You may have heard “cash is king,” and while that may not necessarily be true when it comes to investing, cash savings are still a very important part of a retirement savings strategy. They’re also considered safer than investments like stocks or real estate.
Simply put, cash savings are exactly what they sound like: Your hard-earned money stored in a highly liquid and accessible form. Several tools are available to store these funds, and none of them involve piggy banks or the undersides of mattresses.
- The first and most obvious ways to conserve cash are in checking and savings accounts. These services come with almost any basic bank account, and provide a safe place to keep your money while still having easy access to it. Savings accounts usually exist in three types: A basic bank account with low interest; a high-yield savings account, which usually has some limitations; and an online savings account.
- Money market accounts are similar to savings accounts but offer higher rates of interest in exchange for limited withdrawals and a larger minimum balance.
- CDs, or Certificates of Deposit, typically come with higher interest rates provided you don’t touch the money for a period of time stipulated by the bank. The end of this term is what institutions refer to as the maturity date.
How do cash savings work?
With cash savings, a bank is essentially paying you to loan out your money. Most banks are insured by the Federal Deposit Insurance Corporation (FDIC), meaning your money is guaranteed to be there, when you need it up to $250,000.
Benefits and risks of cash savings
Savings accounts are generally superior to checking accounts in that they offer slightly higher interest rates or APYs (annual percentage yields). Some checking accounts do occasionally provide a small interest rate or cash-back incentives for using debit cards at certain vendors.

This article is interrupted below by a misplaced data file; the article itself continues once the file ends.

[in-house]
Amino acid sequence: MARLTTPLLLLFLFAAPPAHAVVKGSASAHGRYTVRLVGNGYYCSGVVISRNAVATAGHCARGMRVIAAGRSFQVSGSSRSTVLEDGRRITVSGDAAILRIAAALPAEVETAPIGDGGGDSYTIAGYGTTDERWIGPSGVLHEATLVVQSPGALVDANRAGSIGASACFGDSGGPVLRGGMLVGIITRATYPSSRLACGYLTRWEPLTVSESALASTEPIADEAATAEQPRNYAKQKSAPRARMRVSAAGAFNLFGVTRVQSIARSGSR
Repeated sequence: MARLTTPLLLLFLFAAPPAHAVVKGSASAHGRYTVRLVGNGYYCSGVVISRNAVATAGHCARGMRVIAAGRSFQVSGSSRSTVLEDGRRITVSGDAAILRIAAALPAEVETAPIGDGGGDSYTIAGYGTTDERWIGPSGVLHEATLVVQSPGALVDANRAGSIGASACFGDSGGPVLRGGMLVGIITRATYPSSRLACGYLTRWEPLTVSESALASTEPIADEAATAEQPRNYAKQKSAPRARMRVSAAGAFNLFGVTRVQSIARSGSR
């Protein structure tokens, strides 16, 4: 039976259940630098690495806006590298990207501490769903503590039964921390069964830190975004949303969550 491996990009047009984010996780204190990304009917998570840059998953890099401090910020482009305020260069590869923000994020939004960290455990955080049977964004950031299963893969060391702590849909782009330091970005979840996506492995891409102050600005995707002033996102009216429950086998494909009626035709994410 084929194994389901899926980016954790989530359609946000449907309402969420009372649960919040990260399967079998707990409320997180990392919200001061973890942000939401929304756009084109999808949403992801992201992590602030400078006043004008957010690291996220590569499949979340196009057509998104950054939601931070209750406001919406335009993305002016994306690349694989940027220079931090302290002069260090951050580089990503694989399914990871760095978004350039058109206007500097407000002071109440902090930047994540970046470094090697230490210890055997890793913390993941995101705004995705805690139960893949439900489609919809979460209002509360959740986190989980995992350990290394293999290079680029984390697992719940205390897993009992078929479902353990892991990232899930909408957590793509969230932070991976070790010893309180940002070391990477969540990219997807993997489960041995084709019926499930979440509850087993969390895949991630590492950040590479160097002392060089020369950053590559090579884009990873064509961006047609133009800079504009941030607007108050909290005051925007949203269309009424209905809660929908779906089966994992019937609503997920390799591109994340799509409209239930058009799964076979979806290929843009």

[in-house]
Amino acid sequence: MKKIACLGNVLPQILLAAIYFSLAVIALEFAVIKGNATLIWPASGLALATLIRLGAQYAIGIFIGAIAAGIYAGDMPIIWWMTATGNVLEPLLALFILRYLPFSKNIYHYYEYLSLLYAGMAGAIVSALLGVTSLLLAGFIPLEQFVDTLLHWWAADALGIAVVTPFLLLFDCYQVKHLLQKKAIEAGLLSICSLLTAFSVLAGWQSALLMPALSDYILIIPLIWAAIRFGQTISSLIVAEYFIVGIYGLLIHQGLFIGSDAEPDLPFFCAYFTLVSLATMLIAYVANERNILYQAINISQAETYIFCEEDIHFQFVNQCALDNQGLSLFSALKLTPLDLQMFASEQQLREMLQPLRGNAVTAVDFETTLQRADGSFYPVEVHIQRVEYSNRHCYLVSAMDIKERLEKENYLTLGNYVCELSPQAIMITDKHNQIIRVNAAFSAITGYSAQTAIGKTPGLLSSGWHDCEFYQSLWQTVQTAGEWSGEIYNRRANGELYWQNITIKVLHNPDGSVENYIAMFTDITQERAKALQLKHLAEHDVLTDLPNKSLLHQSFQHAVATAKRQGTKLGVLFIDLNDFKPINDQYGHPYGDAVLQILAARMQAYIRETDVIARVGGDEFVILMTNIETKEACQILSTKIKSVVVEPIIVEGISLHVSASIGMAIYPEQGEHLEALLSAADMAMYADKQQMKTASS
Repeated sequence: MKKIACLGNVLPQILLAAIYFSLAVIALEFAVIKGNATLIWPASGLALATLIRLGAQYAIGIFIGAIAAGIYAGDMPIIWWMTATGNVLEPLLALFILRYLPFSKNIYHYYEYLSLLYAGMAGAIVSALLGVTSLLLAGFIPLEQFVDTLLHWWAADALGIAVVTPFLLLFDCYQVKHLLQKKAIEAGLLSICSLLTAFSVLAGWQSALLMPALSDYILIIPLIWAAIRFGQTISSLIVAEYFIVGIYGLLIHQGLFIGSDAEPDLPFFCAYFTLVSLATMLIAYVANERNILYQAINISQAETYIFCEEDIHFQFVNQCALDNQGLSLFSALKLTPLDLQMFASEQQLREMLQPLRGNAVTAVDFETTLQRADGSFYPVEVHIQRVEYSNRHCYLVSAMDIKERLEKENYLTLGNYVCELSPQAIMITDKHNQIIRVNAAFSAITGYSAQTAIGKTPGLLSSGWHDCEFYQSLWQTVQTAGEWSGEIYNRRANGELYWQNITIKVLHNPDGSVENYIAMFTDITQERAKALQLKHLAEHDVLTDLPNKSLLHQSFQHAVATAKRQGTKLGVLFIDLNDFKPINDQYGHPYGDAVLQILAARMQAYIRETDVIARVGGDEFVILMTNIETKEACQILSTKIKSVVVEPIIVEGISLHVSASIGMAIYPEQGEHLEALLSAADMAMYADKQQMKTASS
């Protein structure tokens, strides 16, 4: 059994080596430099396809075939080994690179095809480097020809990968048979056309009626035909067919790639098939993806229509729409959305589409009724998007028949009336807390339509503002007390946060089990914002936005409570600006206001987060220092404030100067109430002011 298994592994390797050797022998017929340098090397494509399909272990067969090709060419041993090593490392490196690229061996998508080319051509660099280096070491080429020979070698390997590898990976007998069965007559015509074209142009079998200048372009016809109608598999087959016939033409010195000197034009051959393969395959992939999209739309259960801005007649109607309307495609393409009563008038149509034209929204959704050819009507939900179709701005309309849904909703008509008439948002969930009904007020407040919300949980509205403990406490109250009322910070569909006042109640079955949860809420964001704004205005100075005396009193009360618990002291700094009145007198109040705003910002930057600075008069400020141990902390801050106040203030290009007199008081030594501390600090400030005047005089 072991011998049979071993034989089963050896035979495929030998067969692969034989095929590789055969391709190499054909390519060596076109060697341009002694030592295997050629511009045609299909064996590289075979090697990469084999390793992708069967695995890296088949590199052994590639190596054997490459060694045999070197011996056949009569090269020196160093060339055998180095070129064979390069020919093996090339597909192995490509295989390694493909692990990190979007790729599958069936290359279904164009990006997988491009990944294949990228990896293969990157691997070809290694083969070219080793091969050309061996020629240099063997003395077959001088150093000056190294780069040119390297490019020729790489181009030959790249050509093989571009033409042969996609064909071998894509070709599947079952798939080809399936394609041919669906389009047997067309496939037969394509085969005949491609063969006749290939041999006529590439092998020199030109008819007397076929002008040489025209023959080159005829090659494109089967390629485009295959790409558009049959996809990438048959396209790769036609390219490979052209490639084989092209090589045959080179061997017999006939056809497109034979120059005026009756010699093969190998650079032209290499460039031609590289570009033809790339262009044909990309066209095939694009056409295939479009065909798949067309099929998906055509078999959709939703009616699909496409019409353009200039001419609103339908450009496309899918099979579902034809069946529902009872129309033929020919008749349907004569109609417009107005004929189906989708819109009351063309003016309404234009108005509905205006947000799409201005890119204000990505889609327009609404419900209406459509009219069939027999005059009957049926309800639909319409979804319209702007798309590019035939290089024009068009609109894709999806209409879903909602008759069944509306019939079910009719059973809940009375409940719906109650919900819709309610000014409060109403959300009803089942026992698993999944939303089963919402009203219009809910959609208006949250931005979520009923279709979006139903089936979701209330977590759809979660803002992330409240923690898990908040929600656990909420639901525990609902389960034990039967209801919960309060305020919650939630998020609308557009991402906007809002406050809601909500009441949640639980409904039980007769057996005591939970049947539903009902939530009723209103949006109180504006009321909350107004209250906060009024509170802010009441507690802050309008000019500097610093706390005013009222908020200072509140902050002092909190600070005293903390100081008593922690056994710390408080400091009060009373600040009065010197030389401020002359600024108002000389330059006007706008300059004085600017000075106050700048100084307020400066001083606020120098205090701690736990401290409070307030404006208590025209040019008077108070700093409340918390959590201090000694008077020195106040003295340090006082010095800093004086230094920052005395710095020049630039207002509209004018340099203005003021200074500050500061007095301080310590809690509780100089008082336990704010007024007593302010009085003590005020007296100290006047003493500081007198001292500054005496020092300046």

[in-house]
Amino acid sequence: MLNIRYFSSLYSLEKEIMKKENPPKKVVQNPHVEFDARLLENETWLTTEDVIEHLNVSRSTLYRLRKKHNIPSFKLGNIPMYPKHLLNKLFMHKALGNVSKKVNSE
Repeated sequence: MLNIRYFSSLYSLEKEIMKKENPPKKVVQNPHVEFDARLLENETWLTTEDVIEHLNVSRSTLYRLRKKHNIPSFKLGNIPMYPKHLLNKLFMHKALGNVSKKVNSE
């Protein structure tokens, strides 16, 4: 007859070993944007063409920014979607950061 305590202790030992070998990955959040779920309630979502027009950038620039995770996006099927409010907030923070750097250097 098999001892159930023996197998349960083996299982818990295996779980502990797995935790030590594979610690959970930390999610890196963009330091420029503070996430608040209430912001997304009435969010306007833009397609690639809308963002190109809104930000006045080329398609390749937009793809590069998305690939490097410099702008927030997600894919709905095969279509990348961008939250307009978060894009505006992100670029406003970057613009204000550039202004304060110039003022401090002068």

However, the disadvantage of savings is that they don’t offer the convenience of frequent withdrawals that checking accounts do. Also, when interest rates are low, those benefits can be offset by annual inflation increases.
Money market accounts offer higher, competitive interest rates and typically require an opening balance of at least $1,000. Banks can charge a fee (typically around $5) if you don’t maintain that minimum. They can also limit your number of withdrawals and levy a fee (around $5-$10) for each one you make in excess of the monthly maximum (usually six).
Cash savings considerations
Because they’re insured, cash savings are a safe and foolproof way to keep money on hand for short-term everyday expenses. The Federal Open Market Committee, a 12-member national banking group, sets interest rates, so it’s smart to keep an eye on their announcements to know when to get the best rate for your deposit. Banks are competitive, so shop around for the highest rates you can find.